In an agreement dated May 11, 1994, well after the execution of the SMC Agreement, Proteon promised never to attempt at any future time in any forum to confirm the Proteon Award (the “Proteon Agreement”). In return, Willemijn promised Proteon that it would never seek modification, reconsideration, vacation and/or reversal of the Proteon Award. More importantly for the present case, Willemijn also granted Proteon immunity from suit under the '852 patent. Section 4.0 of the Proteon Agreement provides, in pertinent part, that “Willemijn and all successors in interest of Willemijn and/or of US patent Re. 31,852 hereby grant to Proteon immunity from suit under US Patent Re. 31,852, the reexamination certificate relating thereto, and all foreign counterparts thereof.”
C. The SMC-Willemijn Arbitration Proceeding
Based on Willemijn's grant of immunity to Proteon, SMC brought an arbitration proceeding against Willemijn for, among other claims, breach of the SMC Agreement. Specifically, SMC claimed that by granting Proteon immunity from suit under the '852 patent, Willemijn had effectively given Proteon a “royalty-free license.” Since this royalty-term was more favorable than the 2-3 percent royalty rate in the SMC Agreement, SMC argued that the MFL clause in the agreement entitled it to a royalty-free term. Because Willemijn failed to notify SMC of this more-favorable term, SMC contended that Willemijn breached the SMC Agreement.
The arbitration panel, without explanation, ruled in favor of Willemijn on all claims. On the breach of contract claim, two of the three arbitrators ruled in favor of Willemijn. Willemijn then filed a Petition for Confirmation of this arbitration award in the United States District Court for the Southern District of New York. SMC filed a Motion to Vacate only that part of the arbitrators' decision rejecting the breach of contract claim. The district court vacated the entire award, holding that the arbitration panel manifestly disregarded the law. The district court did not direct any further proceedings.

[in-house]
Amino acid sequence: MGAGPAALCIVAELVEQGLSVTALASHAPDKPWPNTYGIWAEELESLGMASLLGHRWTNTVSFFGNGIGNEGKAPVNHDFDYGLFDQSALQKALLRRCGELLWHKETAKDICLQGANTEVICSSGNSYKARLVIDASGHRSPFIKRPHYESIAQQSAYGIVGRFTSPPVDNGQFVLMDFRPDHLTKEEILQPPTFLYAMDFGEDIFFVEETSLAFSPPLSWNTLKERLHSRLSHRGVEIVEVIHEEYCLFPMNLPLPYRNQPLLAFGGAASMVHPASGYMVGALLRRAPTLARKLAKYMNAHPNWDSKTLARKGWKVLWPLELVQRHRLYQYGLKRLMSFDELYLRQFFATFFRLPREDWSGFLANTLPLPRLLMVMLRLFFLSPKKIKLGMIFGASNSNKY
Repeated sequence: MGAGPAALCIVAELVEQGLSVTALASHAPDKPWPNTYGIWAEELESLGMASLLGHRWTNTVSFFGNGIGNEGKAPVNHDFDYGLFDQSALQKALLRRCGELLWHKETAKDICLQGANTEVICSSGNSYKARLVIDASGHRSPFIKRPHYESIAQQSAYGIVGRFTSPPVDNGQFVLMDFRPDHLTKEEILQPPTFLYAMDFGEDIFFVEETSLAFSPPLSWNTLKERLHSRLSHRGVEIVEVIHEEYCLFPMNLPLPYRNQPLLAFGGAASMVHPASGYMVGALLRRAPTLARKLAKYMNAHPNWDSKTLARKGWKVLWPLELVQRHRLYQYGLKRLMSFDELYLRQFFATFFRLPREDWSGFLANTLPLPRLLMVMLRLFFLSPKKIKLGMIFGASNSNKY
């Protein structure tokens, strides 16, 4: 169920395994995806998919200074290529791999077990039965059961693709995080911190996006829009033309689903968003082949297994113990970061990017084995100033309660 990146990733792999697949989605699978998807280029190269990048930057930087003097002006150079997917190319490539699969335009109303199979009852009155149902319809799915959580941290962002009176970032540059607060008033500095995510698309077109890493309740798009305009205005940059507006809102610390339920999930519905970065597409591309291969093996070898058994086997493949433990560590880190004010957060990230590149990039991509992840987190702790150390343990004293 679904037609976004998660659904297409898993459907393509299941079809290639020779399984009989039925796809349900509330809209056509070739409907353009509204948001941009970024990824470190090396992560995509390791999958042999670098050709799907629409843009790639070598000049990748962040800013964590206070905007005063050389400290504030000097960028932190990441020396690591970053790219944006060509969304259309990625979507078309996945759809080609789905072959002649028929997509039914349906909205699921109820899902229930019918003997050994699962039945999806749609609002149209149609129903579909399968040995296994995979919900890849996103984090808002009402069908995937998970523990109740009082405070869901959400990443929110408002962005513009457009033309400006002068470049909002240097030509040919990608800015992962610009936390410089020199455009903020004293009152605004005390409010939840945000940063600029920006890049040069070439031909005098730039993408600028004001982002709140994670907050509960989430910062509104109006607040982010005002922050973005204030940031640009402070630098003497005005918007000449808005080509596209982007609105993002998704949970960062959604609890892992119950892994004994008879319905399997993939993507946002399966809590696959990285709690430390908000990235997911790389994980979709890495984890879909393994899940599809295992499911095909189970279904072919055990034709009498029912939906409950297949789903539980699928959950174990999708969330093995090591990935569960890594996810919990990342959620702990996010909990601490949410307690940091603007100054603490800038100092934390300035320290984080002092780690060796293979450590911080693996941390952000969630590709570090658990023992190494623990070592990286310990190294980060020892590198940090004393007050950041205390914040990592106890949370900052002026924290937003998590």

We have appellate jurisdiction pursuant to 9 U.S.C. § 16(a)(1)(E), and we review de novo a district court's review of arbitration awards under the “manifest disregard of law” standard, see Merrill Lynch, Pierce, Fenner & Smith v. Bobker, 808 F.2d 930 (2d Cir.1986).
A. Manifest Disregard of the Law
The showing required to avoid summary confirmation of an arbitration award is high, Ottley v. Schwartzberg, 819 F.2d 373, 376 (2d Cir.1987), and a party moving to vacate the award has the burden of proof, see generally Matter of Andros Compania Maritima, S.A. of Kissavos (Marc Rich & Co., A.G.), 579 F.2d 691, 700 (2d Cir.1978); Folkways Music Publishers v. Weiss, 989 F.2d 108, 111 (2d Cir.1993). Moreover, “[a]rbitration awards are subject to very limited review in order to avoid undermining the twin goals of arbitration, namely, settling disputes efficiently and avoiding long and expensive litigation.” Folkways Music, 989 F.2d at 111. “[T]he court's function in confirming or vacating an arbitration award is severely limited.” Amicizia Societa Navegazione v. Chilean Nitrate & Iodine Sales Corp., 274 F.2d 805, 808 (2d Cir.1960). In addition to statutory grounds not present in this appeal, a district court may vacate arbitration awards when the arbitrators acted in manifest disregard of the law. Wilko v. Swan, 346 U.S. 427, 436-37, 74 S.Ct. 182, 187-88, 98 L.Ed. 168 (1953).
The “manifest disregard” test requires “something beyond and different from a mere error in the law or failure on the part of the arbitrators to understand or apply the law.” Siegel v. Titan Indus. Corp., 779 F.2d 891, 892 (2d Cir.1985) (per curiam) (internal quotations omitted). “Manifest disregard of the law may be found ․ if the arbitrator ‘understood and correctly stated the law but proceeded to ignore it.’ ” Siegel, 779 F.2d at 893 (quoting Bell Aerospace Co. Div. of Textron v. Local 516, 356 F.Supp. 354, 356 (W.D.N.Y.1973), rev'd on other grounds, 500 F.2d 921 (2d Cir.1974)).